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Murkowski, Romney to support Jackson for Supreme Court, at odds with Nebraska & Iowa GOP senators

Senate Judiciary Committee deadlocked 11-11 on whether to recommend the nominee
Ketanji Brown Jackson
Posted at 6:54 PM, Apr 04, 2022
and last updated 2022-04-04 19:54:55-04

WASHINGTON (AP) — The Senate Judiciary Committee voted Monday on whether to recommend Judge Ketanji Brown Jackson as a United States Supreme Court justice. The committee deadlocked 11-11, but there will still be a final vote by the entire senate.

Republican Sens. Lisa Murkowski and Mitt Romney say they will vote to confirm Jackson’s “historic nomination,” bolstering bipartisan support for the first Black woman to be nominated for the job.

The senators announced their decisions Monday ahead of a procedural Senate vote to advance the nomination. They join Republican Sen. Susan Collins of Maine who has also said she will support the judge.

Jackson, a federal appellate court judge, was nominated by President Joe Biden to replace retiring Justice Stephen Breyer.

The support from the three Republican senators is in contrast to local lawmakers from both Nebraska and Iowa who said that they will vote 'no' to her nomination.

Iowa Senator Chuck Grassley was one of the Republican lawmakers who spoke about his decision to vote against confirming Jackson.

"Having carefully studied her record, unfortunately, I think her and I have fundamentally different views on the role of judges and the role that they should play in our system of government. Because of those disagreements, I can't support her nomination," said Grassley.

Nebraska senators also issued the following statements in press releases:

“I appreciated Judge Jackson’s time during my personal meeting with her, but she was not clear about her own judicial philosophy in our conversation. She instead described certain steps when examining a case, including looking at the ‘public meaning’ of the law’s text,” said Fisher. “Translating this ‘public meaning’ is exactly why it is important to have a specific judicial philosophy. I firmly believe that justices on our nation’s highest court must be able to identify the framework of how they interpret our fundamental laws. In doing so, they must adhere strictly to the text of the Constitution as written without limiting the rights it guarantees. Given these considerations, I will oppose her nomination.”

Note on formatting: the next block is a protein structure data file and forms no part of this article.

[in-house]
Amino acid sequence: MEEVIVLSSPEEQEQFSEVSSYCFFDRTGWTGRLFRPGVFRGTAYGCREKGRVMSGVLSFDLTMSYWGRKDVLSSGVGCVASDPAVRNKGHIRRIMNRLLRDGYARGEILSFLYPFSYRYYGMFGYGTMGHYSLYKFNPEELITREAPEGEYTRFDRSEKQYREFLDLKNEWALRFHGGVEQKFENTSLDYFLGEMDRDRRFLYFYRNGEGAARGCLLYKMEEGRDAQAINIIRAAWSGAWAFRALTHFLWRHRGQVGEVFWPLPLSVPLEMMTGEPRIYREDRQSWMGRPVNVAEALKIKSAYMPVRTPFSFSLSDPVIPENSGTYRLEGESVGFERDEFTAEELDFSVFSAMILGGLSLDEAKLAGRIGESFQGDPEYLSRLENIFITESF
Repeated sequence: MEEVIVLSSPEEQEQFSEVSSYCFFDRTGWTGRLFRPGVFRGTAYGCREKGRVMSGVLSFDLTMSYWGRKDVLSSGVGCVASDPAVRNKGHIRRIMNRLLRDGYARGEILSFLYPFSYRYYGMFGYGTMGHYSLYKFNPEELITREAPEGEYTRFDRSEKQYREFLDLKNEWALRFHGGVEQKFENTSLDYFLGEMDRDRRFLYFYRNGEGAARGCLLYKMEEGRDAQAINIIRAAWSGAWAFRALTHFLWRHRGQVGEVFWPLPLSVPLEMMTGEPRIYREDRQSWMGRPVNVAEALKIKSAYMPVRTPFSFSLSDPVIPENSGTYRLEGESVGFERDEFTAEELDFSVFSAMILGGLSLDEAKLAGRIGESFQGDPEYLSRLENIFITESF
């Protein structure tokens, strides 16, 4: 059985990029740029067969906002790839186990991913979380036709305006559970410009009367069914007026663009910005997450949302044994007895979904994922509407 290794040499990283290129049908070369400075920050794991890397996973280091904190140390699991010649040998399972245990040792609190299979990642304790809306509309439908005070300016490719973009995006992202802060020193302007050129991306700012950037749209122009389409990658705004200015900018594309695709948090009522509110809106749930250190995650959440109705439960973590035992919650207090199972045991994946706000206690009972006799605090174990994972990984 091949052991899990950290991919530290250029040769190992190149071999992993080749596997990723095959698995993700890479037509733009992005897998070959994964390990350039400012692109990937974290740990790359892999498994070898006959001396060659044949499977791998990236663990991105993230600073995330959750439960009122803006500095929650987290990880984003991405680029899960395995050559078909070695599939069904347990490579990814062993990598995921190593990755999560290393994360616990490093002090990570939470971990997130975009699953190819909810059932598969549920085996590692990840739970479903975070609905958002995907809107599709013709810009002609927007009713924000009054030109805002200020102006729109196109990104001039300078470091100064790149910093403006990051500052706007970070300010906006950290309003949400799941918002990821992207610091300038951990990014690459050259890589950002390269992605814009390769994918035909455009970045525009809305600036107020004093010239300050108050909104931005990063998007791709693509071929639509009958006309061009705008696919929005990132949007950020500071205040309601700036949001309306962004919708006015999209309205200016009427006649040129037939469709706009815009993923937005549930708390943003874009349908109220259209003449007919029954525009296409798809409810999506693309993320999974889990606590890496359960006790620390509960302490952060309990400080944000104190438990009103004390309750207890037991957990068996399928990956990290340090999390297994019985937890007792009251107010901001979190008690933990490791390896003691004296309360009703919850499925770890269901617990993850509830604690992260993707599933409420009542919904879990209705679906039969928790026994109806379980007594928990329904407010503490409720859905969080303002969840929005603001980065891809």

Senator Ben Sasse made a splash in the news for his colorful criticism of some of his colleagues' theatrics during the confirmation hearings, but he announced he's still not going to vote in favor of Jackson's nomination.

"Like so much of our public square, the Supreme Court confirmation process is broken and doesn’t build trust in either the Senate or the Supreme Court. Senators should have made fewer speeches, and Judge Jackson should have made her judicial philosophy clear and understandable to the American people. Unfortunately, neither of those things happened,” said Sasse. "I am grateful for Judge Jackson’s service and wish her and her family the best as she takes her seat on the Court, but I am unable to consent to the nomination.”

Democrats hope to confirm Jackson by the end of the week but Monday's committee vote was delayed when one senator's plane was delayed in bringing him back to Washington.

The committee deadlocked 11-11, meaning Democrats may have to spend additional hours on the Senate floor to "discharge" her nomination from the committee.

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